McDonalds’s is the largest restaurant company in the world with a market cap of more than $94B. Their brand is also one of the most pervasive around the world, with the golden arches being ubiquitous in just about every country. Here are four things from the Motley Fool you probably didn’t know about the company.
- Ronald McDonald wasn’t the first mascot. Ronald was introduced in 1963, but before he arrived, a caricature of a chef called Speedee was in charge of marketing for the company. It was discovered Alka-Seltzer had the same mascot, so McDonald’s went another way with their iconic brand.
- A Mixer Salesman transformed McDonald’s into what it is today. Though the McDonald brothers started the business, Ray Kroc a salesman at the now defunct Prince Castle Multi-Mixer company bought the company for $2.7M in 1961 after selling the company 8 mixers. Even before he purchased the company, he helped the McDonald brothers go from 34 locations in 1958 to 102 in 1959.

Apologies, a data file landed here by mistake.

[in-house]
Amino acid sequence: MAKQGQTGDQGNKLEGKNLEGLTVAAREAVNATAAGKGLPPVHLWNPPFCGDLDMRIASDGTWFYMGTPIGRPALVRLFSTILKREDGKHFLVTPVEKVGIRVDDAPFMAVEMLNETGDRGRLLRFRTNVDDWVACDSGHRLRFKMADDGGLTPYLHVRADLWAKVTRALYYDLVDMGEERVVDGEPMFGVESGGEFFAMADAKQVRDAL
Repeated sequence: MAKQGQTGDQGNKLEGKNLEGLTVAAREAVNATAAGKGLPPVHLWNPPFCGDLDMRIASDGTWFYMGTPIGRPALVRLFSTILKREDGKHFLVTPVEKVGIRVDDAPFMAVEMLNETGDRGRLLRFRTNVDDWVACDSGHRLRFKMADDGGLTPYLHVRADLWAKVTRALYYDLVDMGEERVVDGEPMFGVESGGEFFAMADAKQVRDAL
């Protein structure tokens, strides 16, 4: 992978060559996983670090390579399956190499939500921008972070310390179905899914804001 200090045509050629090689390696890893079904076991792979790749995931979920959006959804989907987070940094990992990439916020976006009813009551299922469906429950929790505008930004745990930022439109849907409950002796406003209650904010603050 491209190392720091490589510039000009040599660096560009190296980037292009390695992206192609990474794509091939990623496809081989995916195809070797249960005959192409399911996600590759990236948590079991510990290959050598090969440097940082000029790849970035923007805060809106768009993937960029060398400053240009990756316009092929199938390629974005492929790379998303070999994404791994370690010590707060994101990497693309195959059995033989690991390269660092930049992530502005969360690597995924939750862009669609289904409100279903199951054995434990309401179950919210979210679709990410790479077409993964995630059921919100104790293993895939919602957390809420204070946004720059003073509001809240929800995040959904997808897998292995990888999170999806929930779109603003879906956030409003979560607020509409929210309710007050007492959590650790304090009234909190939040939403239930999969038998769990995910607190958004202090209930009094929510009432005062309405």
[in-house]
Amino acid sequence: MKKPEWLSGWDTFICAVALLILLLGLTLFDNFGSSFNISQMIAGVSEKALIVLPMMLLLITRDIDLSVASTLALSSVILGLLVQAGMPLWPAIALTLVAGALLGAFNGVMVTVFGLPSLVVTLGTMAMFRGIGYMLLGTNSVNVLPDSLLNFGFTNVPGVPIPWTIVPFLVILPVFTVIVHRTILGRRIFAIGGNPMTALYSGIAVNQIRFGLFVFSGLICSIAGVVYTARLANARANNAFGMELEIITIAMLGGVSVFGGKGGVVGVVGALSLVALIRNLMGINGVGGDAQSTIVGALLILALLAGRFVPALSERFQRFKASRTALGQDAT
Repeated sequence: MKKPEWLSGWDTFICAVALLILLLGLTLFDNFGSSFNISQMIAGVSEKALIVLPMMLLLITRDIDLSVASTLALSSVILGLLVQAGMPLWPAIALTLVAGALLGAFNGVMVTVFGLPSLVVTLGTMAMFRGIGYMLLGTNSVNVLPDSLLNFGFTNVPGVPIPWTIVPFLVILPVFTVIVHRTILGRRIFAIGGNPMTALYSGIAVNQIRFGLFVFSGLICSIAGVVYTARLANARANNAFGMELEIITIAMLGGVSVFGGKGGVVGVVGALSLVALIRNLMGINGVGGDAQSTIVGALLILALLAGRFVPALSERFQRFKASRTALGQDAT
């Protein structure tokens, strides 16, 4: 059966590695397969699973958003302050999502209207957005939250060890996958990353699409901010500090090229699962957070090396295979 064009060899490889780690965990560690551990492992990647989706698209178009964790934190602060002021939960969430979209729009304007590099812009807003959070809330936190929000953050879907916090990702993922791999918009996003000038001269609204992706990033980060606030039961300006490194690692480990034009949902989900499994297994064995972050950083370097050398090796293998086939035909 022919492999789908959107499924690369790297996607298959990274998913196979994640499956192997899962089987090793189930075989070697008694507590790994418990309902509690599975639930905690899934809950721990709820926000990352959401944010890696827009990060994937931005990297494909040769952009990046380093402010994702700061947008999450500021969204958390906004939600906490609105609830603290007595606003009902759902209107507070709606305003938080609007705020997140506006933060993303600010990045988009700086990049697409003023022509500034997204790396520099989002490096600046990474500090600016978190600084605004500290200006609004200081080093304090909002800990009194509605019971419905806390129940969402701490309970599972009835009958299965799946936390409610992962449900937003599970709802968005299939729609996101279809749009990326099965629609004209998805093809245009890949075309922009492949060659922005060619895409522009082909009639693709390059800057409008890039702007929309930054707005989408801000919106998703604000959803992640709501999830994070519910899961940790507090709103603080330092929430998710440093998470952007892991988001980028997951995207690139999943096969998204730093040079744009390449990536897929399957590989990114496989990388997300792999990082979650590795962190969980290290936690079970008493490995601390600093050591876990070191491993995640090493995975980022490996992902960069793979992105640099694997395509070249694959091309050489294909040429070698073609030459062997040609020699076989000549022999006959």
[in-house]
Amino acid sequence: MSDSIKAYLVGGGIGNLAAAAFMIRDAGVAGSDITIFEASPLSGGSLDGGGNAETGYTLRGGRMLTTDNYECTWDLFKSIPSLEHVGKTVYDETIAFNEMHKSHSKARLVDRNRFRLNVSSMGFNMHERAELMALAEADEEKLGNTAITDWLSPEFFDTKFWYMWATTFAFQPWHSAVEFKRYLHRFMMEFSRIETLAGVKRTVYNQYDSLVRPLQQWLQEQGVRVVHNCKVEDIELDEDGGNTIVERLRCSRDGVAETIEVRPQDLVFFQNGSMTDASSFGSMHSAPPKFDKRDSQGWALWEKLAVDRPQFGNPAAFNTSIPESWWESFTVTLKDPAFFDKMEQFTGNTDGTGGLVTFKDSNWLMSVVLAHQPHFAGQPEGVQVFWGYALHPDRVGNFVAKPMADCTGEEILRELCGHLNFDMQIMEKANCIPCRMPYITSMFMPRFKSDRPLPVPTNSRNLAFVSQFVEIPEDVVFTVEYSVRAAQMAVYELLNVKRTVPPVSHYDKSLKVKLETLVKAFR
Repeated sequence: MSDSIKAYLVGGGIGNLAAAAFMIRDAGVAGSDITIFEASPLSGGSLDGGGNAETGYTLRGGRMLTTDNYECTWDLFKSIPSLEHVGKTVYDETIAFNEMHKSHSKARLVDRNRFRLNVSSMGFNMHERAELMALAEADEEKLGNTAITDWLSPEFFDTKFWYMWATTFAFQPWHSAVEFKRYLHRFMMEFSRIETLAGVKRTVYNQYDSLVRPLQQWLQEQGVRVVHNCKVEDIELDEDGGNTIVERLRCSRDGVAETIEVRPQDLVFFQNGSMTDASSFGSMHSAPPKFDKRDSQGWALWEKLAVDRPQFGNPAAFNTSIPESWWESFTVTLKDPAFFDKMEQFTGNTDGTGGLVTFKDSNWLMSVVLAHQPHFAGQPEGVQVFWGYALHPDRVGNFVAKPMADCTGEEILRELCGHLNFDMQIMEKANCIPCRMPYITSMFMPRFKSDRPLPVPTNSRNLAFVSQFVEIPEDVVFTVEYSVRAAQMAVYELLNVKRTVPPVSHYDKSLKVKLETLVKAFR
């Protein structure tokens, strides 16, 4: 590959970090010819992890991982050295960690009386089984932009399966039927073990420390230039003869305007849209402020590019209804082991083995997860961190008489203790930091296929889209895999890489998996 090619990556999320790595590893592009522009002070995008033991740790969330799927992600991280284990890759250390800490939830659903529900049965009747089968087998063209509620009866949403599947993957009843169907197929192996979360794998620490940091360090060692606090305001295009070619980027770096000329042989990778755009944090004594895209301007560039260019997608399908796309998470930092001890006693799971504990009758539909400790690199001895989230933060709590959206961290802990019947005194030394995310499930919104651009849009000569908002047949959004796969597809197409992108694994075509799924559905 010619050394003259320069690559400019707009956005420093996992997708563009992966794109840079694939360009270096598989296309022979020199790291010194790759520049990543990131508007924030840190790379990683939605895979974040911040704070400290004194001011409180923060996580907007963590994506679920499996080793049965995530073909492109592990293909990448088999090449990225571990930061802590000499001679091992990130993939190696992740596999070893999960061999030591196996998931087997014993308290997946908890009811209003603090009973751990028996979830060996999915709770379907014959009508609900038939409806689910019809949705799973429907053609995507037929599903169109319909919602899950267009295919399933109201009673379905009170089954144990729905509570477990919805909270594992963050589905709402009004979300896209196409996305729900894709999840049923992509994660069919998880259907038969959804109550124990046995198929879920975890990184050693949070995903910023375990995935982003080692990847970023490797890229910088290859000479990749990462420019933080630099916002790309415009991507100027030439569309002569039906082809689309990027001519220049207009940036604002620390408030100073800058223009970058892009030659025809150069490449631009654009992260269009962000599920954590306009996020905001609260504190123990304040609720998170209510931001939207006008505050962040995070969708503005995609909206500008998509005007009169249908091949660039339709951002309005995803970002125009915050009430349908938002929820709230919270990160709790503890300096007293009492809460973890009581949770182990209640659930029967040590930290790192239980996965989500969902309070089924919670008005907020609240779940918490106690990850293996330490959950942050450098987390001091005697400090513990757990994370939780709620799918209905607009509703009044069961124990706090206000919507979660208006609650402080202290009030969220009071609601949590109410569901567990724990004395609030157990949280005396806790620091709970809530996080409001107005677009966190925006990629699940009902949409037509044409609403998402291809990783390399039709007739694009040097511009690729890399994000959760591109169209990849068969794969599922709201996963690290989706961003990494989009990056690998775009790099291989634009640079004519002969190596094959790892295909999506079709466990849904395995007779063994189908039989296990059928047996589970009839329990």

- The Big Mac wasn’t always synonymous with McDonalds. It was developed first in 1967 at a franchise in the Pittsburgh area. The franchisee who developed it called it the Aristocrat. Unfortunately, local residents were unable to pronounce its name and were confused by the meaning (true story) so the name had to be changed. It was sold nationally a year later under the name Big Mac. There is now a Big Mac Museum located in North Huntingdon, Pennsylvania, because why wouldn’t there be?
- McDonald’s has been allegedly linked to terrorism. In 1974, McDonalds was expanding around the world and was wrapped up in a controversy suggesting association with the Irish Republican Army or IRA. When the company opened its first location in the UK, it used the same employment forms it did in the U.S. On the forms, it asked if employees wanted to contribute money to an I.R.A. (Individual Retirement Account), but people thought they meant the terrorist organization. Classic miscommunication.